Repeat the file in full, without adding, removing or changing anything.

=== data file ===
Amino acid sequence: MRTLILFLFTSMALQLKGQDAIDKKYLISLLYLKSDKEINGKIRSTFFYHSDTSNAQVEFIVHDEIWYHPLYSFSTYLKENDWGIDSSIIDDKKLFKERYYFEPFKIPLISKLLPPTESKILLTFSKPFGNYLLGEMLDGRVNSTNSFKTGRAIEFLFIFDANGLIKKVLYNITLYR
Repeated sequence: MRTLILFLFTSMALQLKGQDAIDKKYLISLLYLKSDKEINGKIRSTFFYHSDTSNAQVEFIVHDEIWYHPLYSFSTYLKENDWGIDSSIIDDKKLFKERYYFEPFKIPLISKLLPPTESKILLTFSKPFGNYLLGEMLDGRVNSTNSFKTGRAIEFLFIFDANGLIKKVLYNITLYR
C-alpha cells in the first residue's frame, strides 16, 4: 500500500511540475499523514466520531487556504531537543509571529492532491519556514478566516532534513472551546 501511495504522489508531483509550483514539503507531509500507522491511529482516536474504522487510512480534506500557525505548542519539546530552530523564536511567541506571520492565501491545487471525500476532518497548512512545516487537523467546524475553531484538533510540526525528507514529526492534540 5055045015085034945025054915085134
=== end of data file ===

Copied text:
Amino acid sequence: MRTLILFLFTSMALQLKGQDAIDKKYLISLLYLKSDKEINGKIRSTFFYHSDTSNAQVEFIVHDEIWYHPLYSFSTYLKENDWGIDSSIIDDKKLFKERYYFEPFKIPLISKLLPPTESKILLTFSKPFGNYLLGEMLDGRVNSTNSFKTGRAIEFLFIFDANGLIKKVLYNITLYR
Repeated sequence: MRTLILFLFTSMALQLKGQDAIDKKYLISLLYLKSDKEINGKIRSTFFYHSDTSNAQVEFIVHDEIWYHPLYSFSTYLKENDWGIDSSIIDDKKLFKERYYFEPFKIPLISKLLPPTESKILLTFSKPFGNYLLGEMLDGRVNSTNSFKTGRAIEFLFIFDANGLIKKVLYNITLYR
C-alpha cells in the first residue's frame, strides 16, 4: 500500500511540475499523514466520531487556504531537543509571529492532491519556514478566516532534513472551546 501511495504522489508531483509550483514539503507531509500507522491511529482516536474504522487510512480534506500557525505548542519539546530552530523564536511567541506571520492565501491545487471525500476532518497548512512545516487537523467546524475553531484538533510540526525528507514529526492534540 5055045015085034945025054915085134